Our last day in Munich was a sunny one so we went for another walk along the river. There we saw the usual assortment of naked old men and, finally, a (99.9%) nude woman! At least I think it was a woman, although, again, it wasn’t quite what I was hoping for (above.)

Our two-day layover in Amsterdam was foggy but restful. We rented bicycles and rode into Haarlem. As you will remember from 8th Grade American History class, New York City’s Harlem borough got its name from this Dutch original. (New York was settled by the Dutch as New Amsterdam and then “turned over” to the English when it became New York.)

In Haarlem we picked up souvenirs for the grandkids and saw this bicycle to add to my album of unusual bicycles:


The woman who rode this bicycle said she ferries four children to school on it – two on the seats and two on the rear rack with their feet in the saddle bags.

We took the night train into Amsterdam to see the famous Red Light District (our hotel was at the airport, ten miles distant.) About the only thing of note we saw in the district were swarms of other tourists come to see the Red Light District. We found ourselves behind another couple, briefly, who stopped every block to ask locals “Where is the Red Light District?” The answer: “You’re in it!” Although we didn’t see any of the prostitutes advertising their services (live) in display windows, there was a certain ambience to the night. The fog had lifted just as the sun went down and a full complement of stars along with a nearly full moon lit the night sky over the city.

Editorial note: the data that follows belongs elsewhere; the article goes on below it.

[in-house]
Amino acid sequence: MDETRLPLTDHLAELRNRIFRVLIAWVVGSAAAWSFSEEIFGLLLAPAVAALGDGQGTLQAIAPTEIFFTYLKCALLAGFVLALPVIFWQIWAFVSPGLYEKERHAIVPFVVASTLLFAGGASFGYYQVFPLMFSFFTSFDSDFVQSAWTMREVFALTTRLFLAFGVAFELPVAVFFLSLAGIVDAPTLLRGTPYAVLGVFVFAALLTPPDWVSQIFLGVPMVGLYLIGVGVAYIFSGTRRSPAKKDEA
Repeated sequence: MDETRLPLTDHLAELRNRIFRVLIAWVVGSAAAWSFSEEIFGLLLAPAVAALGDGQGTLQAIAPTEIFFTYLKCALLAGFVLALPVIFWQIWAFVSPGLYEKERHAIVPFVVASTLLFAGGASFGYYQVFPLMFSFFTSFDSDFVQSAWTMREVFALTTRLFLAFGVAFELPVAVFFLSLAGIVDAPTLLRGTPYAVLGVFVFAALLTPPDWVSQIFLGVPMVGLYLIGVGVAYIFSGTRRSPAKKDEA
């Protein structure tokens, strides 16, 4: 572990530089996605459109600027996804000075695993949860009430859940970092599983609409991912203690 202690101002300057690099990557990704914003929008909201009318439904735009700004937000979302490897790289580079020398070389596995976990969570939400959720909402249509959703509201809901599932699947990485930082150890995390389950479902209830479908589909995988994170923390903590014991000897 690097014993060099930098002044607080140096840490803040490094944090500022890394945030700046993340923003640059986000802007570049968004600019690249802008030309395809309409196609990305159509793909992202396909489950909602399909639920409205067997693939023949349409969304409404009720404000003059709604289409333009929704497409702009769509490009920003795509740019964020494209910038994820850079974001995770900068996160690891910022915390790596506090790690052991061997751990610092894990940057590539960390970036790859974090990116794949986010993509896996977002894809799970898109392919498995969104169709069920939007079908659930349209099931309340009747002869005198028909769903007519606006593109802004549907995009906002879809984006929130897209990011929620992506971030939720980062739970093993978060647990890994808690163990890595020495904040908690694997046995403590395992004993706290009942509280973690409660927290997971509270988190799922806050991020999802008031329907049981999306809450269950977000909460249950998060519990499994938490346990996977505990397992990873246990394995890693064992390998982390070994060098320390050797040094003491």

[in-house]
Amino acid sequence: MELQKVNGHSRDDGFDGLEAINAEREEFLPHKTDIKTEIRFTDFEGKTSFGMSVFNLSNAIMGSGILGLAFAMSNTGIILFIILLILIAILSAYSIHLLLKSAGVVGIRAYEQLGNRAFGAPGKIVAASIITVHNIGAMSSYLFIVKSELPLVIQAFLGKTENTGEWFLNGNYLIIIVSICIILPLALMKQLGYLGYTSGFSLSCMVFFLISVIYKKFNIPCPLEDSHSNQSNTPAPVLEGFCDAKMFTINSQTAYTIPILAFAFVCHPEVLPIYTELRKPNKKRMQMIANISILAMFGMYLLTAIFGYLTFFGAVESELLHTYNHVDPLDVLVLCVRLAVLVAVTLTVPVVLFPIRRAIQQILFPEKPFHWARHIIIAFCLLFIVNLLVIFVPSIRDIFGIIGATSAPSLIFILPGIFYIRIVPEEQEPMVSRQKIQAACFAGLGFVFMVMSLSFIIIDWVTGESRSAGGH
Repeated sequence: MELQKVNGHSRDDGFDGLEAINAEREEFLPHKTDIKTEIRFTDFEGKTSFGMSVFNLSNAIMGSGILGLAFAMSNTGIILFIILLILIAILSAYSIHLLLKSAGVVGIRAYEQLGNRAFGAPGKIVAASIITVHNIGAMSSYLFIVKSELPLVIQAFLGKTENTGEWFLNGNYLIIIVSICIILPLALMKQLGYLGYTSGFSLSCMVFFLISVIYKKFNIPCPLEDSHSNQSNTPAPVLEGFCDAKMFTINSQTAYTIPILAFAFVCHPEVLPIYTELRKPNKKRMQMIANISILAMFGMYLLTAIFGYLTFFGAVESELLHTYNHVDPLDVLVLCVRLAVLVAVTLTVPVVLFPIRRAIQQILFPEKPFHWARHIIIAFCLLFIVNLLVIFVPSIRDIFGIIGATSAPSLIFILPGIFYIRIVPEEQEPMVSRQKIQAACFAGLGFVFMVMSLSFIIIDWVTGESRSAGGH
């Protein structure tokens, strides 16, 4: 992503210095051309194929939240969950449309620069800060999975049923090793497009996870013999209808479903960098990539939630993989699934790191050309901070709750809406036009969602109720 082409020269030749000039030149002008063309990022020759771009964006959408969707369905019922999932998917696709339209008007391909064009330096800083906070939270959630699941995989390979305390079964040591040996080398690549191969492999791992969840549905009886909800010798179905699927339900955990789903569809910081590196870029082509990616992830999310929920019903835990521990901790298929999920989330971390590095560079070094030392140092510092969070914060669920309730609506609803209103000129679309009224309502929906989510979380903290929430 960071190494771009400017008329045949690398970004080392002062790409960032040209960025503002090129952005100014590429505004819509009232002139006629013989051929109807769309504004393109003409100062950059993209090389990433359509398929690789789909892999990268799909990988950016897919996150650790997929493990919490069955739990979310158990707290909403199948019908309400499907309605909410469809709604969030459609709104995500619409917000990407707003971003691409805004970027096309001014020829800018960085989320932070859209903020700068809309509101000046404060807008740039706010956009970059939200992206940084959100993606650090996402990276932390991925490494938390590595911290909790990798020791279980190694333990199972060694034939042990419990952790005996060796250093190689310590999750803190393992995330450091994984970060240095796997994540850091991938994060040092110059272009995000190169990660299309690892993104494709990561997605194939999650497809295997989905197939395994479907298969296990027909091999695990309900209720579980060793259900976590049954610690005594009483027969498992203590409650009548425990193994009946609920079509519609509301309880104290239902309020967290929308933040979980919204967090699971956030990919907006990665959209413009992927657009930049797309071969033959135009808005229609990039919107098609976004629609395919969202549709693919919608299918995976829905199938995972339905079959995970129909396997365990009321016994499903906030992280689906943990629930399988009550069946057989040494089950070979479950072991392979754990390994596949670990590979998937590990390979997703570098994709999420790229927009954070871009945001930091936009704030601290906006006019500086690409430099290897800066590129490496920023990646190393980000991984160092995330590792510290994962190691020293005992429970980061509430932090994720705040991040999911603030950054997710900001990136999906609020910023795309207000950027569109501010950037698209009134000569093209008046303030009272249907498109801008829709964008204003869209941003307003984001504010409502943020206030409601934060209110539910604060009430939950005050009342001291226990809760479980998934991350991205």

Mary’s extensive shoe collection at home was never in danger of this Dutch addition:


Going through airport security was more than the usual hassle. My Jet Boil stove, buried in the innards of my pack, must have looked like a bomb on the x-ray scanner because they had me disassemble the pack twice. This was on top of a little incident at the body scanner. As I was standing in that thing with my arms raised like a criminal suspect, my one-track brain was simultaneously bombarded by instructions from Mary (“Lief, take off your watch!) and airport security (“Sir, do not move!”) I guess Mary has me pretty well trained because it was her instruction that I tried to obey. The airport security guy had to countermand her in a louder voice: “SIR, DO NOT MOVE!” After a few tense moments, we were allowed to join the uncriminal passengers.